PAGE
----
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Article
Publication date: 24 April 2019

Perrie Michael Weiner, Edward D. Totino and Aaron Goodman

To analyze the evolution of market manipulation and fraud by short-sellers and online bloggers and mechanisms available for addressing and remediating the damage caused by…

Abstract

Purpose

To analyze the evolution of market manipulation and fraud by short-sellers and online bloggers and mechanisms available for addressing and remediating the damage caused by such fraud, including recent activity by the US Securities and Exchange Commission (the “SEC” or “Commission”).

Design/methodology/approach

This article discusses the development of a modern market manipulation and fraud scheme – the “short and distort” – including a review of potential claims by the targeted companies and anticipated impediments to asserting such claims.It further examines the need for regulation and the possibility that the SEC has opened the door for civil claims for this type of fraud.

Findings

Companies wrongfully targeted by illegitimate short-sellers may pursue claims for securities violations, defamation, business interference, securities fraud and extortion, among other claims.However, each of these claims has had, and still has, both business and legal challenges, as the short-seller’s initial defense tends to be to attempt to prove the truth of their statements to the market or establish those statements as legitimate opinion.The SEC has made the pursuit easier but there is still a long way to go.

Originality/value

This article contains valuable information about recent SEC enforcement activity and practical guidance from experienced securities lawyers.

Details

Journal of Investment Compliance, vol. 20 no. 2
Type: Research Article
ISSN: 1528-5812

Keywords

Article
Publication date: 5 May 2015

Perrie Michael Weiner, Patrick Hunnius and Grant Alexander

To discuss the Securities and Exchange Commission’s (SEC’s) likely preparation of new rules to increase the monitoring and oversight of various asset funds, including…

185

Abstract

Purpose

To discuss the Securities and Exchange Commission’s (SEC’s) likely preparation of new rules to increase the monitoring and oversight of various asset funds, including hedge funds and alternative mutual funds, and recommends protective measure for fund managers to take.

Design/methodology/approach

Discusses the SEC’s increasing concerns about risks related to the asset management industry and how those concerns may lead to additional scrutiny and regulation. Recommends four steps for alternative mutual fund managers to take at this time to protect their interests.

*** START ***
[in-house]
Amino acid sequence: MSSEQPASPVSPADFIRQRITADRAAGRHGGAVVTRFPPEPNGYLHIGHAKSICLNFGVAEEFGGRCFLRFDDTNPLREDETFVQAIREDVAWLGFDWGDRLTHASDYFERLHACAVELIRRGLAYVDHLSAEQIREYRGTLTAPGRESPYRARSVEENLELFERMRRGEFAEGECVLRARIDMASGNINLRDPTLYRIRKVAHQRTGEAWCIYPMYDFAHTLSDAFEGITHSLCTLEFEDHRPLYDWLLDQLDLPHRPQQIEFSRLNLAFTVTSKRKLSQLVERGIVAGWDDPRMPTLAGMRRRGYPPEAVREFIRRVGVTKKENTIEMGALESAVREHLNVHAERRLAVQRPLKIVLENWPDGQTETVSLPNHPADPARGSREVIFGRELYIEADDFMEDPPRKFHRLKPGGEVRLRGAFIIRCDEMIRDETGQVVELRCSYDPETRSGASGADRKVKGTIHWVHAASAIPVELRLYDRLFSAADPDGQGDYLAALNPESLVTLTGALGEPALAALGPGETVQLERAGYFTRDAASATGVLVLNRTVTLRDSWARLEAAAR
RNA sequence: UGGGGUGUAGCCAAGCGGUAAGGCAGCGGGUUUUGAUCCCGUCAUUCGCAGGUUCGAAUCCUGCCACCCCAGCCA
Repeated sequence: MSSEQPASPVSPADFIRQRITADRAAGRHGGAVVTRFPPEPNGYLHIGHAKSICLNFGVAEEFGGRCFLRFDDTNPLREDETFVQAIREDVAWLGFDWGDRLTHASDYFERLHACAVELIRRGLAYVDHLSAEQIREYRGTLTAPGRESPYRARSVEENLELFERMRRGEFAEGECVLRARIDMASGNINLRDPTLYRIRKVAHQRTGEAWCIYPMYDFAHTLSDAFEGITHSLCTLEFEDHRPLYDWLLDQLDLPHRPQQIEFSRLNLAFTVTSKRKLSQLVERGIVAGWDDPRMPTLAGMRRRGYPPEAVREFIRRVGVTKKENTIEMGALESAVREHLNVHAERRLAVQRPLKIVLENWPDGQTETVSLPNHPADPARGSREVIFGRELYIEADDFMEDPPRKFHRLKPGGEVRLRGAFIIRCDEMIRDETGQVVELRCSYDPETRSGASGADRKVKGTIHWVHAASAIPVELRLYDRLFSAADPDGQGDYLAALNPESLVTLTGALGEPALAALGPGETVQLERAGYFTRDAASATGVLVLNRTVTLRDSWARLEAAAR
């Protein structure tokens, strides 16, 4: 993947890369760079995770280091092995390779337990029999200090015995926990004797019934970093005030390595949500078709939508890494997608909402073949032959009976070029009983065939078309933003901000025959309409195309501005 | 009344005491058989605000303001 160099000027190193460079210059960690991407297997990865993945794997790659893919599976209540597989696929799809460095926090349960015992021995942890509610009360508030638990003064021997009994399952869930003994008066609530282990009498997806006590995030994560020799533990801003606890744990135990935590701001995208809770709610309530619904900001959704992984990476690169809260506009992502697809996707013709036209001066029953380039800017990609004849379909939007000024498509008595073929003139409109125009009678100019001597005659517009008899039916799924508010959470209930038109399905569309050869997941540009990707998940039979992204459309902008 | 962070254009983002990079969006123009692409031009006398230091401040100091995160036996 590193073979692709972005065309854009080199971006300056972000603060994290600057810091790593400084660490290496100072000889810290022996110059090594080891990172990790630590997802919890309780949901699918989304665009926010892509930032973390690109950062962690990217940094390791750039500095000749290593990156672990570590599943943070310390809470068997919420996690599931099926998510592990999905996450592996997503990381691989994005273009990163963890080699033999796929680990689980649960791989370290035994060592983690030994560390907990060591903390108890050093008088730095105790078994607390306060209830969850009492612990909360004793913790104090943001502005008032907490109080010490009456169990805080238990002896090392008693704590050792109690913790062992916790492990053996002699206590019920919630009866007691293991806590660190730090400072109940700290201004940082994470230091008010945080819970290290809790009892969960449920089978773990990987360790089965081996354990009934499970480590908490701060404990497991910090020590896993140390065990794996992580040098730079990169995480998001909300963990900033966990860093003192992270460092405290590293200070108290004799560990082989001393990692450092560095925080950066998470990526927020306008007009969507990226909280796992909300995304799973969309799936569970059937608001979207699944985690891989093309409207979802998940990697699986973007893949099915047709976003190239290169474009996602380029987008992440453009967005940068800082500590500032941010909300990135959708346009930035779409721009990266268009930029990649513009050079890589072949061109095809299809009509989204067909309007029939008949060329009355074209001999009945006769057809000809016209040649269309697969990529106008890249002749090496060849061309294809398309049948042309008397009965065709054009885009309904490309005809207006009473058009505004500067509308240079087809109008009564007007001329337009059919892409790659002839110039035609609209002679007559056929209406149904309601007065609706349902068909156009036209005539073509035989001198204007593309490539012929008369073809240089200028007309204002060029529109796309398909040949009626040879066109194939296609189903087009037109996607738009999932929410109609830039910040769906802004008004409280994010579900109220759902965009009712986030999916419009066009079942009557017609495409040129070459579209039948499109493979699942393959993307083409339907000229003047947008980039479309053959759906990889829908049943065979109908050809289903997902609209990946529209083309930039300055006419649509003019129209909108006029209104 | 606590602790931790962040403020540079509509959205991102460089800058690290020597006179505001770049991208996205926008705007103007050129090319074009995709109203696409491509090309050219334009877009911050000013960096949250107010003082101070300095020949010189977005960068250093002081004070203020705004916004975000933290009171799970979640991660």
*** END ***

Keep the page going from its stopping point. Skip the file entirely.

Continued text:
Findings

The SEC’s potential regulatory action is in response to apparent increasing concern that the multitrillion-dollar asset management industry could create substantial instability to the financial system with the occurrence of a significant event, such as a sudden change in interest rates or widespread investor redemptions. It has been suggested that the proposed sweep of alternative mutual funds is part of a larger strategy by the SEC to bring the alternative mutual funds, and similarly situated entities such as asset managers and hedge funds, under the same regulatory umbrella imposed upon large banks and similarly situated financial institutions in response to the 2008 recession.

Practical implications

Preparation will go a long way in dealing with what appears to be a developing mine field of new regulations, and potential enforcement actions, from the federal government.

Originality/value

Knowing that increasing SEC scrutiny, such as inquiries and subpoenas, may be just around the corner, the precautionary measures outlined in this article will help alternative mutual fund managers protect their interests.

Details

Journal of Investment Compliance, vol. 16 no. 1
Type: Research Article
ISSN: 1528-5812

Keywords

Article
Publication date: 6 July 2015

Perrie Michael Weiner, Patrick Hunnius and Sean R. Crain

To address “Conflicts, Conflicts Everywhere,” a speech at the recent IA Watch 17th Annual Compliance Conference by Julie M. Riewe, co-chief of the Securities and Exchange…

124

Abstract

Purpose

To address “Conflicts, Conflicts Everywhere,” a speech at the recent IA Watch 17th Annual Compliance Conference by Julie M. Riewe, co-chief of the Securities and Exchange Commission’s Enforcement Division’s Asset Management Unit (AMU).

Design/methodology/approach

Provide information on the AMU’s creation, the AMU’s 2015 priorities for each of the primary investment vehicles it polices –registered investment companies; private funds (both hedge funds and private equity funds); and other client accounts, such as separately managed accounts/retail accounts – and the AMU’s central concern across all of the investment vehicles it polices: conflicts of interest.

Findings

Conflicts of interest will be receiving much attention from the Commission in the coming months. In order to help avoid an SEC inquiry or, worse yet, an enforcement action, corporations and individuals should seek counsel.

Originality/value

Practical explanation and guidance from experienced securities and financial services lawyers.

Details

Journal of Investment Compliance, vol. 16 no. 2
Type: Research Article
ISSN: 1528-5812

Keywords

Content available
Article
Publication date: 1 October 2006

Henry A. Davis

191

Abstract

Details

Journal of Investment Compliance, vol. 7 no. 4
Type: Research Article
ISSN: 1528-5812

Content available
Article
Publication date: 6 July 2015

Henry A Davis

96

Abstract

Details

Journal of Investment Compliance, vol. 16 no. 2
Type: Research Article
ISSN: 1528-5812

Content available
Article
Publication date: 5 May 2015

Henry A Davis

130

Abstract

Details

Journal of Investment Compliance, vol. 16 no. 1
Type: Research Article
ISSN: 1528-5812

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